About this Site
This site focuses primarily on my endeavors in astrophotography– gear, process, software, and, of course, targets & images. I reserve the right to delve into other topcs that are loosely related to astrophotography– If I have to pack it into the van for a night observing then it is fair game. Posts will be tagged appropriately so readers don’t have to suffer through topics they aren’t interested in.
This site is very much a work in progress. Really only the overall look is how I want it. There is not yet a commenting system (which makes sense, since there is not really anything to comment on). Odds are that, once I get my permanent observatory set up, I will also start recording some video content. We will see how that goes - I have been told that “I have a face for radio”. That’s good, right?
This site has a pretty simple layout - it’s all static thanks to jekyll, and should be fairly responsive. At the top you see a main navigation bar. The top left corner has the site title which will always get you back to the root level. Navigation is broken up into “posts” and “notes”.
Posts are like journal entries, happening at a point in time. They will contain
tags, which tell you the main topic. I don’t have the list of tags yet, but
you can be sure that
image will be in the mix. You can
find posts by either date or by tag.
Notes, on the other hand, are more “timeless”. These might be tutorials or little one-offs. Full disclosure here - I won’t know what goes where until I actually put up some content, but I promise that I will update this doc when I do. Unless I forget.
If you’d like to see what I’ve tweaked, you can always fork the repo.
Some handy documents for the theme:
I guess that no personal blog site would be complete without a completely self-serving section on the author. I know that you have been waiting, so here it is!
Hi, my name is Jamie Smith. I have a long history in software consulting. Somewhere along the line the powers-that-be realized that I was good in front of a whiteboard, and I was moved into a presales role, where I really started to shine. I honed my communication and other talents. One of my greatest skills is what I call the art of efficiency. This isn’t some self-help book with 47 steps to greatness– more along the lines of enhanced laziness. With this process I get things done as efficiently as humanly possible. Do something once? OK, fine. Twice? Take notes and make it repeatable. Three or more times? Write a script.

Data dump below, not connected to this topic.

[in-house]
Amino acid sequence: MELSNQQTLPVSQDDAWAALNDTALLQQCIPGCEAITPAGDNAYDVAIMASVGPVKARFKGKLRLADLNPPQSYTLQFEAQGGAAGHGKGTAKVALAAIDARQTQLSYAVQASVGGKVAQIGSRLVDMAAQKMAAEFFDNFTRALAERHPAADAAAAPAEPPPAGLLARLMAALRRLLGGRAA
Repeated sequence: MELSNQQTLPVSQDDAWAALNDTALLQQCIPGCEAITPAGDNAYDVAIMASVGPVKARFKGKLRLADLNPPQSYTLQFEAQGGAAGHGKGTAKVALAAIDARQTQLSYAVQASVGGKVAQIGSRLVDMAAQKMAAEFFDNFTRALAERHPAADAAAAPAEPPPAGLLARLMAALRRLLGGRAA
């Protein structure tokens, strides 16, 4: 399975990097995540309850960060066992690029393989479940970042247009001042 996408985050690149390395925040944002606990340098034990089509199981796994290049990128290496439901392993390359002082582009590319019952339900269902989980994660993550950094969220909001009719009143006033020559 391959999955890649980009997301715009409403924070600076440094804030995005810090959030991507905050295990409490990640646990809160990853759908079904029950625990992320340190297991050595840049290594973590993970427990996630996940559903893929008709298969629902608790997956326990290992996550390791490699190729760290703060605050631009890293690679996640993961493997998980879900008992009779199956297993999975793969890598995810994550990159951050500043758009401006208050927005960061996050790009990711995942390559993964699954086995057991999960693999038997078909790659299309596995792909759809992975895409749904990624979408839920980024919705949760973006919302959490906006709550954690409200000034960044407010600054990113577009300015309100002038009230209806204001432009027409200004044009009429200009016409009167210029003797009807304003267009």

This ethos really seeps its way into all aspects of work - I plan to capture some of the notes into docs for this site, hoping that someone will get some use out of them. Worst case, I reclaim a few KB on my Dropbox account.
I have a pretty broad experience base, ranging from credit card processing on distributed transactional platforms to container management, Docker, and IoT. In my previous roles I lived working with customers, pre and post sales. Whether it was giving demos, standing at the whiteboard, or brainstorming around a conference table or computer screen. Case in point: I spent three months in Singapore, working on a proof-of-concept project for a large consumer bank. During that period we allocated at least two hours each day to spend with the customer - designing their architecture, deciding and defending ideas. Coming to consensus with their team. I was helping the customer learn the product, while mentoring our new team learn at the same time. This is what I do. My time in Singapore was both glorious and dreadful. Meet me for a beer and I will tell you the stories (but not Hoegaarden. That was about the only decent beer available in Singapore. Three months. Do the math. I will likely never drink another Hoegaarden).
Now enablement is my primary focus. My current gig was a big departure from what I had been doing at previous companies, while keeping the best parts. This role has allowed me to develop and hone the abilities that were always an undercurrent in my previous roles - conveying information and ideas. Part of a team, yet completely autonomous. Demos, videos, slides, voiceovers (I have been told that I really have a face for radio, which I think is a compliment?).
Next to my laziness, another selling point is that I
am incredibly picky and
notice every mistake I see (except my own) pay attention to the details of
things. A good friend summed it up with “you see the world differently than
I am good with that.